Learning Unlimited Cloud


Splash Biography



AMY MCKEOWN-GREEN, 1st year Chemistry Graduate student at Stanford




Major: volunteer teacher

College/Employer: Stanford University

Year of Graduation: G

Picture of Amy McKeown-Green

Brief Biographical Sketch:

Amy McKeown-Green is a 1st year chemistry graduate student at Stanford university with a strong interest in physical chemistry and solid state physics. She performed her undergraduate studies at UC Berkeley. As an undergraduate researcher with professor A. Paul Alivisatos's research group, Amy developed a strong interest in materials chemistry research. She has worked to share this passion for materials through chemical education and has taught a class on Crystals for Harnessing and Controlling Energy which serves as an introduction for high-school students interested in crystal structure, photovoltaics, nanocrystals, and quantum materials as well as their applications in energy capture and storage technologies.



Past Classes

  (Clicking a class title will bring you to the course's section of the corresponding course catalog)

S812: Crystals for Harnessing and Controlling Energy in Rainstorm Summer 2021 (Aug. 14 - 15, 2021)
What makes electrons move like light in one layer, makes electricity conduct without resistance in two layers, and compels adult physicists to title their talks with the word “magic”? In this class, we will explore the big ideas in solid state physics, including the interactions and symmetries which allow electrons to behave in both simple and exotic ways. This physics describes much of the world around us as well as magnetism, superconductivity, and topological properties. We will explore solid state physics through the lens of graphene, from basic crystal properties to bizarre emergent behaviors. Through this class, you will learn about modeling and measuring the behavior of electrons in solids and explore the frontier of physics research, finding the answer to our riddle.


S813: Big Ideas in Solid State Physics: The Riddles of Graphene in Rainstorm Summer 2021 (Aug. 14 - 15, 2021)
What makes electrons move like light in one layer, makes electricity conduct without resistance in two layers, and compels adult physicists to title their talks with the word “magic”? In this class, we will explore the big ideas in solid state physics, including the interactions and symmetries which allow electrons to behave in both simple and exotic ways. This physics describes much of the world around us as well as magnetism, superconductivity, and topological properties. We will explore solid state physics through the lens of graphene, from basic crystal properties to bizarre emergent behaviors. Through this class, you will learn about modeling and measuring the behavior of electrons in solids and explore the frontier of physics research, finding the answer to our riddle.


S651: Crystals forHarnessing and Controlling Energy in Rainstorm Spring 2021 (May. 15 - 16, 2021)
Energy -- making it, storing it, using it, and doing it all sustainably -- is one of the biggest challenges facing the world. Crystals are beautiful, intriguing, and claimed by many enthusiastic bloggers to have elusive properties for controlling and harnessing our inner energies. But in the world of real science, crystals are perhaps more exciting and powerful than any blogger imagined--including harnessing, storing, and controlling energy in the 21st century! We will talk about how the chemistry and physics of crystals leads to exciting properties and applications to solar cells for catching sunlight, batteries for storing energy, catalysts for clean fuels, and maybe even superconductors. In addition to materials already in use, we will explore future energy applications involving cutting edge nano- and quantum-materials. Along the way, we will learn about bonding, lattices, band structure, surfaces, and other fundamentals of material science underlying these critical applications.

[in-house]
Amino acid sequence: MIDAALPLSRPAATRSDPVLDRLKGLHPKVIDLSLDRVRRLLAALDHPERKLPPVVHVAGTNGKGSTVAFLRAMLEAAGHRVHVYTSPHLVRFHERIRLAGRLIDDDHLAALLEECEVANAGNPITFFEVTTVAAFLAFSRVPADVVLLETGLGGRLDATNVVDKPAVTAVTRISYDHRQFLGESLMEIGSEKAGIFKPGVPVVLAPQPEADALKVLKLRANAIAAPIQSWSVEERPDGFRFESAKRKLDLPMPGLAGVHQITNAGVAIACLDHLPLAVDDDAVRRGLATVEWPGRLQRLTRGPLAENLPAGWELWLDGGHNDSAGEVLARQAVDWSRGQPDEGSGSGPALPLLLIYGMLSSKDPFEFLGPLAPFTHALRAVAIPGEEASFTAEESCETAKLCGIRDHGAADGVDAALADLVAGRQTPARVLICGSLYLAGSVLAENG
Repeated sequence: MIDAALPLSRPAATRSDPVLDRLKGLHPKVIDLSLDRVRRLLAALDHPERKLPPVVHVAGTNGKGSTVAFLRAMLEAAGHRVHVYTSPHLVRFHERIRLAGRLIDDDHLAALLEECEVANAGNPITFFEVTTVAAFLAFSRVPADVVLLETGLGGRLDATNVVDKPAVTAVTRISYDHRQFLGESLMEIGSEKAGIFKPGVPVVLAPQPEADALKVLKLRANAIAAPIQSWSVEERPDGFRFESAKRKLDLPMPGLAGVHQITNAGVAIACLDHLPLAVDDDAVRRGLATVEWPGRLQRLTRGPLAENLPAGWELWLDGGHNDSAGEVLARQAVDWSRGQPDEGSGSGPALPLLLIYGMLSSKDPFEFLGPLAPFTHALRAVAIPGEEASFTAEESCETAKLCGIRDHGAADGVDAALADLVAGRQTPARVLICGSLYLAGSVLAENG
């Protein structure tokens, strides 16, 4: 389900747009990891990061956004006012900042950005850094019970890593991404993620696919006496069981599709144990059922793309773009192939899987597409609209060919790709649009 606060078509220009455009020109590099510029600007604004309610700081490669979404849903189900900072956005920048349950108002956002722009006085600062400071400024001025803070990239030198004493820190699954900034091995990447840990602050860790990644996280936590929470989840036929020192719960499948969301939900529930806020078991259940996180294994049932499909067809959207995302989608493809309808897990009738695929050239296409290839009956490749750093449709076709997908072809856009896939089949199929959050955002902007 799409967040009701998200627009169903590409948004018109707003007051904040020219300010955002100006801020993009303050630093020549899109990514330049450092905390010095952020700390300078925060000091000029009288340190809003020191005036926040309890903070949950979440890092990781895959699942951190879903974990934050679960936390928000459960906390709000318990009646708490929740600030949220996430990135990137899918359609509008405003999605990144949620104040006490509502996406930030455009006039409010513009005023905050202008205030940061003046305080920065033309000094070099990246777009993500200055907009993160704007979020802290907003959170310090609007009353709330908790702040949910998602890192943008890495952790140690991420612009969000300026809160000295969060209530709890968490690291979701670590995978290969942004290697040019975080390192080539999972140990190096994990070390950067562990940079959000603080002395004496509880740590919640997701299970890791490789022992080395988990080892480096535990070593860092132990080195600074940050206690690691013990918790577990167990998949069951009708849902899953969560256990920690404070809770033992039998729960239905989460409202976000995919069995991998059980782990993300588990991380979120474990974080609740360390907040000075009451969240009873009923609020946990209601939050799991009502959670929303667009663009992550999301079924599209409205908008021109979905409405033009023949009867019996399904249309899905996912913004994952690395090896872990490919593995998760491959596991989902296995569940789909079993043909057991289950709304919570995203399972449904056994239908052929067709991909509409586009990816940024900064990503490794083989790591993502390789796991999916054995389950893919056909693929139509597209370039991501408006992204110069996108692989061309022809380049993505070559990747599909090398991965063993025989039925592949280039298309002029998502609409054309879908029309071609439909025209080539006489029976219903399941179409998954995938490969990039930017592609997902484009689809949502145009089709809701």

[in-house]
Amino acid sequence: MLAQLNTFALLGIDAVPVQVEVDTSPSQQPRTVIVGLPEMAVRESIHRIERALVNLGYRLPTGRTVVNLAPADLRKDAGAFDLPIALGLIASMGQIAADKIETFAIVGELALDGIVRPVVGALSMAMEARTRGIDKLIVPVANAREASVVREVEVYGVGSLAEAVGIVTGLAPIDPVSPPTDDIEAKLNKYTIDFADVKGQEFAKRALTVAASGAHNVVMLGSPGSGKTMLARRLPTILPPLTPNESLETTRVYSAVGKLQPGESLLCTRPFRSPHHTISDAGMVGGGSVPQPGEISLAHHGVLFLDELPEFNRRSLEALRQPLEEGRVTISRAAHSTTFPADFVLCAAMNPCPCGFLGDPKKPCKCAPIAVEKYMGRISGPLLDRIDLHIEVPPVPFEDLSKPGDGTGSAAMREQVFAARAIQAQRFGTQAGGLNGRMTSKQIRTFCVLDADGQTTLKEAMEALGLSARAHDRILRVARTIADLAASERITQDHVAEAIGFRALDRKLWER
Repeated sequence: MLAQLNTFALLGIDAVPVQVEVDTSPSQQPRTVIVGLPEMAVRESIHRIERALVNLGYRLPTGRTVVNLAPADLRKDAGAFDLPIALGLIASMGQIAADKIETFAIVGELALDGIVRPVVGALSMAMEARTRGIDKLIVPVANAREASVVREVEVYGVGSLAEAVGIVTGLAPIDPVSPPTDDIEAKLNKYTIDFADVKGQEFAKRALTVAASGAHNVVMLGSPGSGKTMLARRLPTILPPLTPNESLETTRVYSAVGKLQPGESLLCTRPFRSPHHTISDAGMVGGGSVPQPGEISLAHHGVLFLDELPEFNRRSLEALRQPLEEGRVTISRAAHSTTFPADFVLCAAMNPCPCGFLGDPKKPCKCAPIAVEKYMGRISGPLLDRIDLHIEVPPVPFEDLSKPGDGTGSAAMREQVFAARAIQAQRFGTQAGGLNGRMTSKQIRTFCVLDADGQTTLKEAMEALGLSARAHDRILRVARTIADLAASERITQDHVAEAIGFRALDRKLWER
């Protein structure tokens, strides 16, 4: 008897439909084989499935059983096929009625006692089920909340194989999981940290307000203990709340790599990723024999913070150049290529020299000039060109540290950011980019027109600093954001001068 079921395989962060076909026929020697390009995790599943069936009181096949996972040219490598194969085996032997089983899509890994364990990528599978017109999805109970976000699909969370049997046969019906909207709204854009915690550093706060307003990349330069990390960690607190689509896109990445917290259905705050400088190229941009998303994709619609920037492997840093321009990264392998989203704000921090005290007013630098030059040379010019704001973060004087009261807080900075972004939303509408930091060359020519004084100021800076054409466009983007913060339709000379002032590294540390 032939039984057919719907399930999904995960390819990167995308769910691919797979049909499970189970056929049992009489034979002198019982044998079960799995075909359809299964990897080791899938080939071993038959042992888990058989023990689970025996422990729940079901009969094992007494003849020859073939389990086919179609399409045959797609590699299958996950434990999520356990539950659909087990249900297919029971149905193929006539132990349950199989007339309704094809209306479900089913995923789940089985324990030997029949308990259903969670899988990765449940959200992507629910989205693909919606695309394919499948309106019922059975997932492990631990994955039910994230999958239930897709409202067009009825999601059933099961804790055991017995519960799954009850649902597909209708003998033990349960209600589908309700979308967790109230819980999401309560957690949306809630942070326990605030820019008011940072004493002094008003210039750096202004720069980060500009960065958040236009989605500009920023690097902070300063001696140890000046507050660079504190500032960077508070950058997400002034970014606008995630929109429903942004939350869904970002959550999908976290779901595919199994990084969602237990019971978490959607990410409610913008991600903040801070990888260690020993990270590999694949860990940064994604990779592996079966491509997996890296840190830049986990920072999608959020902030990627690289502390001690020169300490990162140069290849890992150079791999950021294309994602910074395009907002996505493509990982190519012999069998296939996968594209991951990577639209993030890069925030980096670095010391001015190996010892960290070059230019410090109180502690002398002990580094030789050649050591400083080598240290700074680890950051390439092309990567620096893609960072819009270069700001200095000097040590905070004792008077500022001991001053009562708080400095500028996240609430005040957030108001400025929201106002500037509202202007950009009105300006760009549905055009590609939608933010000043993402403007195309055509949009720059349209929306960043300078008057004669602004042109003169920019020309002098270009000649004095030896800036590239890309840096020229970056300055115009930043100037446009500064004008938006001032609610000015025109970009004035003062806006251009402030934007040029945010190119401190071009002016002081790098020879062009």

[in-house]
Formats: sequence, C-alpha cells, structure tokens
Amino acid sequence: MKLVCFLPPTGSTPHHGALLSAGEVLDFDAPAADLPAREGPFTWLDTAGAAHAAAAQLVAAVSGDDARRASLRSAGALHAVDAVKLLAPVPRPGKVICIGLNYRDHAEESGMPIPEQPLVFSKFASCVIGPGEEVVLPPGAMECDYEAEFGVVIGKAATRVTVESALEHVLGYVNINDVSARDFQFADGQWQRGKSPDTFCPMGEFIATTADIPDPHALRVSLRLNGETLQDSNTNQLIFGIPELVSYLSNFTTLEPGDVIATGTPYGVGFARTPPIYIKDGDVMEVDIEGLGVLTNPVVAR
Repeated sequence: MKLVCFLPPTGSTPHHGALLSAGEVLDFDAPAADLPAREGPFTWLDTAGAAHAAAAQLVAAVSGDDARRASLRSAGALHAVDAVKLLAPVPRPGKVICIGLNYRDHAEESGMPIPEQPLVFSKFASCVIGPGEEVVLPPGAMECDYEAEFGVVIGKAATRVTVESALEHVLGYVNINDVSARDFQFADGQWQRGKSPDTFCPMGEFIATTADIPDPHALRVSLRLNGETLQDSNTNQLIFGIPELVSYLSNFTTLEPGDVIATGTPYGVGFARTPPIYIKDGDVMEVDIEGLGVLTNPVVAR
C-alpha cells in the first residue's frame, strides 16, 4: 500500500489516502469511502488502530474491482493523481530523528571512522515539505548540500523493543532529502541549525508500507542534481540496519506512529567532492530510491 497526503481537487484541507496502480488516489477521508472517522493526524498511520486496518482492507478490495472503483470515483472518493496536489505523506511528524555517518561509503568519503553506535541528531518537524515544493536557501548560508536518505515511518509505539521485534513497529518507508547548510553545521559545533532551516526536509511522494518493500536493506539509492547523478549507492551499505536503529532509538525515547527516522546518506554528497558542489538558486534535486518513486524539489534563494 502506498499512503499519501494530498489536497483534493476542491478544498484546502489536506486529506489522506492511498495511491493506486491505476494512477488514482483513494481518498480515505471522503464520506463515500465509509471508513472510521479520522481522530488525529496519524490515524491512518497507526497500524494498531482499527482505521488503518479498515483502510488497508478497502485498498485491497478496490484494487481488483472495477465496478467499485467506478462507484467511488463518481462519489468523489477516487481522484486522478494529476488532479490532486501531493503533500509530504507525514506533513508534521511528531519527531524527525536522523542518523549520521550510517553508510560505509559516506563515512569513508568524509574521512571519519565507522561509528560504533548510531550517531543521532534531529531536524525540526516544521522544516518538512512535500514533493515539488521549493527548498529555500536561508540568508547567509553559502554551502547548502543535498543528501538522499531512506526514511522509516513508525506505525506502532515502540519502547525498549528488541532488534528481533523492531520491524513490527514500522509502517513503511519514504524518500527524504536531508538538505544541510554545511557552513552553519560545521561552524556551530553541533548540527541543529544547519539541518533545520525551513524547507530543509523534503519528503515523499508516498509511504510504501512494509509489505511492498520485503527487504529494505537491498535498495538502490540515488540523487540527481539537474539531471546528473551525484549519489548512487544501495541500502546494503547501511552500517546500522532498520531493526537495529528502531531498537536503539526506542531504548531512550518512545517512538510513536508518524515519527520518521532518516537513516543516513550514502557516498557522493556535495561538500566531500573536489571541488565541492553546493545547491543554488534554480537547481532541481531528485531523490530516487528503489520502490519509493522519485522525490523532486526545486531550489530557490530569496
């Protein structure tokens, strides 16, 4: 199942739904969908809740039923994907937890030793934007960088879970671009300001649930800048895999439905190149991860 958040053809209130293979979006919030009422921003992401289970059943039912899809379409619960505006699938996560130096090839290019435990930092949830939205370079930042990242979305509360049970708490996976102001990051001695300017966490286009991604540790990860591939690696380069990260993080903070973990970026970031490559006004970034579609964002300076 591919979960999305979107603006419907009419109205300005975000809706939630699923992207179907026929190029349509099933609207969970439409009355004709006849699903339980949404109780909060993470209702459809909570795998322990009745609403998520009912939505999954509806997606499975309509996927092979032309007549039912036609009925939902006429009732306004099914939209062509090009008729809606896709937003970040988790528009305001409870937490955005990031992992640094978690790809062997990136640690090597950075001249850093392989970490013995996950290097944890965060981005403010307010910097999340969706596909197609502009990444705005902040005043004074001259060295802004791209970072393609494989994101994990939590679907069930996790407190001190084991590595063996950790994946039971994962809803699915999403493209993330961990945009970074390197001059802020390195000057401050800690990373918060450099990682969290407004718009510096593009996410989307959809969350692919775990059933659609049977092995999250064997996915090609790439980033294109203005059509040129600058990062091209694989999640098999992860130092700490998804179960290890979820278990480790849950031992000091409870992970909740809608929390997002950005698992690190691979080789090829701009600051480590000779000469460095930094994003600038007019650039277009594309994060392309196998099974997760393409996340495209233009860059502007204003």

S652: Big Ideas in Solid State Physics: The Riddles of Graphene in Rainstorm Spring 2021 (May. 15 - 16, 2021)
What makes electrons move like light in one layer, makes electricity conduct without resistance in two layers, and compels adult physicists to title their talks with the word “magic”? In this class, we will explore the big ideas in solid state physics, including the interactions and symmetries which allow electrons to behave in both simple and exotic ways. This physics describes much of the world around us as well as magnetism, superconductivity, and topological properties. We will explore solid state physics through the lens of graphene, from basic crystal properties to bizarre emergent behaviors. Through this class, you will learn about modeling and measuring the behavior of electrons in solids and explore the frontier of physics research, finding the answer to our riddle.


S421: Crystals for Harnessing and Controlling Energy in Rainstorm Spring 2020 (May. 30 - 31, 2020)
Energy -- making it, storing it, using it, and doing it all sustainably -- is one of the biggest challenges facing the world. Crystals are beautiful, intriguing, and claimed by many enthusiastic bloggers to have elusive properties for controlling and harnessing our inner energies. But in the world of real science, crystals are perhaps more exciting and powerful than any blogger imagined--including harnessing, storing, and controlling energy in the 21st century! We will talk about how the chemistry and physics of crystals leads to exciting properties and applications to solar cells for catching sunlight, batteries for storing energy, catalysts for clean fuels, and maybe even superconductors or nuclear power. In addition to materials already in use, we will explore future energy applications involving cutting edge nano- and quantum-materials.